Continuing in step B, the author would explore the space of potential story fragments presented by the planner by altering existing character traits and relationships (shown in window below the story board), or previous plot fragments, until a desirable set of potential story fragments are achieved.

In step C, the author selects one or more of these potential story fragments, which (in step D), are transformed into a branching point in the story. From here, an author could modify the system-suggested story fragments to his or her liking, create new story fragments, or again query the planner for more potential fragments for the same or new segments of the authored storyboard.

The current progress for this work and its initial protoypes will use a planner based on the “social physics” engine (called Comme Il Faut, or CiF) implemented in the game Prom Week, created by my colleague Josh McCoy. Using this existing corpus of story rules allows us to take advantage of a working knowledge base of character interaction to bootstrap the development of this system.

Alternating Social Gameplay and Generated Storyboards

This illustration shows a Story Canvas-like authoring experience that uses the social physics of the Comme Il Faut rule system (described in the previous section) as a way to present free-form interaction for a reader in between the generated and scripted story experience of Story Canvas. In my previous work, interaction was achieved through reader-triggered “interaction goals”, presented as temporary contextual buttons appearing throughout a story as it is presented to a reader. Here, these buttons are replaced by a free form game of social interaction between characters, which ends when a desired social state is reached, resulting in a new Story Canvas-like storyboard being generated. This alternating experience of open-ended social gameplay with more structured and authored storyboards would allow for a balance of interaction and compelling authored experiences.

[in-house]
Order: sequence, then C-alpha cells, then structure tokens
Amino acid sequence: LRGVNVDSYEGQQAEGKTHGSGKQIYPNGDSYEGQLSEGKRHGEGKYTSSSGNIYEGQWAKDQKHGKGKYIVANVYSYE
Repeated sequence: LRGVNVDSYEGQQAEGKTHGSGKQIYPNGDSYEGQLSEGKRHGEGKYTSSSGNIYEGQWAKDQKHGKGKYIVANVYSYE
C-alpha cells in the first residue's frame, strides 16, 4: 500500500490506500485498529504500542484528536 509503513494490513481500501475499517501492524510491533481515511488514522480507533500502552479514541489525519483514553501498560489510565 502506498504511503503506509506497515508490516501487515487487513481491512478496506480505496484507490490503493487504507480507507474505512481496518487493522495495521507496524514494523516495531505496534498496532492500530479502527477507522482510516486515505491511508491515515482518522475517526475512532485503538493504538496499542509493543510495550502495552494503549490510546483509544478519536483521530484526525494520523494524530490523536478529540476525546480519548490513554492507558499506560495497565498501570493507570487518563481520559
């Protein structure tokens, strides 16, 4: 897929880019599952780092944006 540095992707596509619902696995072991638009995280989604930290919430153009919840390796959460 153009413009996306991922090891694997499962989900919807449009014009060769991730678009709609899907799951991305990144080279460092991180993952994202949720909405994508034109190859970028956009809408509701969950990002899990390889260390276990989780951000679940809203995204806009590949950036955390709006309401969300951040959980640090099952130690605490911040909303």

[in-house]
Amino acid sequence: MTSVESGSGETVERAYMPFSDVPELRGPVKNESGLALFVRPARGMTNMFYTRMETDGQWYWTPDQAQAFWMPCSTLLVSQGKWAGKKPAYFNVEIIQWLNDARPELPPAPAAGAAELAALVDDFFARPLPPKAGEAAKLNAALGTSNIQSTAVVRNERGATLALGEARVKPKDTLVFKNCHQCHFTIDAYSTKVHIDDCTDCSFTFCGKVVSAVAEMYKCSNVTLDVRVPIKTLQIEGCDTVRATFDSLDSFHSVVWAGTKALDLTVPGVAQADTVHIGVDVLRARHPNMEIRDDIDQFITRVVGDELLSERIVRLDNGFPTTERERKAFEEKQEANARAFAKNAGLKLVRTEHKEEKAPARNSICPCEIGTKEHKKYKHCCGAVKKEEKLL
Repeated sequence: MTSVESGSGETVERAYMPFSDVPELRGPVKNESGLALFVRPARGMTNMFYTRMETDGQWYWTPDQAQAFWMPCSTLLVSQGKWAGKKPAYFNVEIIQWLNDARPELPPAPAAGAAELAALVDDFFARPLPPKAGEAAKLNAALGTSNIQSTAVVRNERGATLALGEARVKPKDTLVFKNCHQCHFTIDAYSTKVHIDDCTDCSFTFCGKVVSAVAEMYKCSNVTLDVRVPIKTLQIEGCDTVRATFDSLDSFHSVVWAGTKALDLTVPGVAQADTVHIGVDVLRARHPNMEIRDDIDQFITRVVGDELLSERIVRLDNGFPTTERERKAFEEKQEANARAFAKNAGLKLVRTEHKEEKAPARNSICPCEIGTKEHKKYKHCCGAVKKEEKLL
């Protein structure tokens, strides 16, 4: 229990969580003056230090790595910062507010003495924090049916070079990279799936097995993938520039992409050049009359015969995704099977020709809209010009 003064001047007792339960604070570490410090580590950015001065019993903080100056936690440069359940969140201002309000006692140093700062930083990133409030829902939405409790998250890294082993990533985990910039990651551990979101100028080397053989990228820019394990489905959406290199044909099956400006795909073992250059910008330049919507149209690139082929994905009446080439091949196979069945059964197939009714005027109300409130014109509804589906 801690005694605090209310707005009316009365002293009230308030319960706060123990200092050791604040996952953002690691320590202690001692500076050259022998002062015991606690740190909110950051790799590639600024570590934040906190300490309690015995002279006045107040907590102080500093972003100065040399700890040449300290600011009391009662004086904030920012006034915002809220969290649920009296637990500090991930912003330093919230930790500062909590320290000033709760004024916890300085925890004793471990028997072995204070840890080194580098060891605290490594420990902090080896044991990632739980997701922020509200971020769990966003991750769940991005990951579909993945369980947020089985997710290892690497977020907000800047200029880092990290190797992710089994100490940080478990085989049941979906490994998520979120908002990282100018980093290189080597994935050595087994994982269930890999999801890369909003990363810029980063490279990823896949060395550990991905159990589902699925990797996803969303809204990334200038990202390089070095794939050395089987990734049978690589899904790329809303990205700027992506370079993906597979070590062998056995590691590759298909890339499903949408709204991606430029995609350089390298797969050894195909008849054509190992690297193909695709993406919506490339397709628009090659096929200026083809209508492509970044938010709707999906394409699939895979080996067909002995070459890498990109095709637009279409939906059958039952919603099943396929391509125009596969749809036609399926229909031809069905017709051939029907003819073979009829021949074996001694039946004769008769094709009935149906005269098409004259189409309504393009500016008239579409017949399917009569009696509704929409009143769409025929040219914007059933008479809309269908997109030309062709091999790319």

academia/beyondstorycanvas.txt · Last modified: 2013/04/10 14:57 by James Skorupski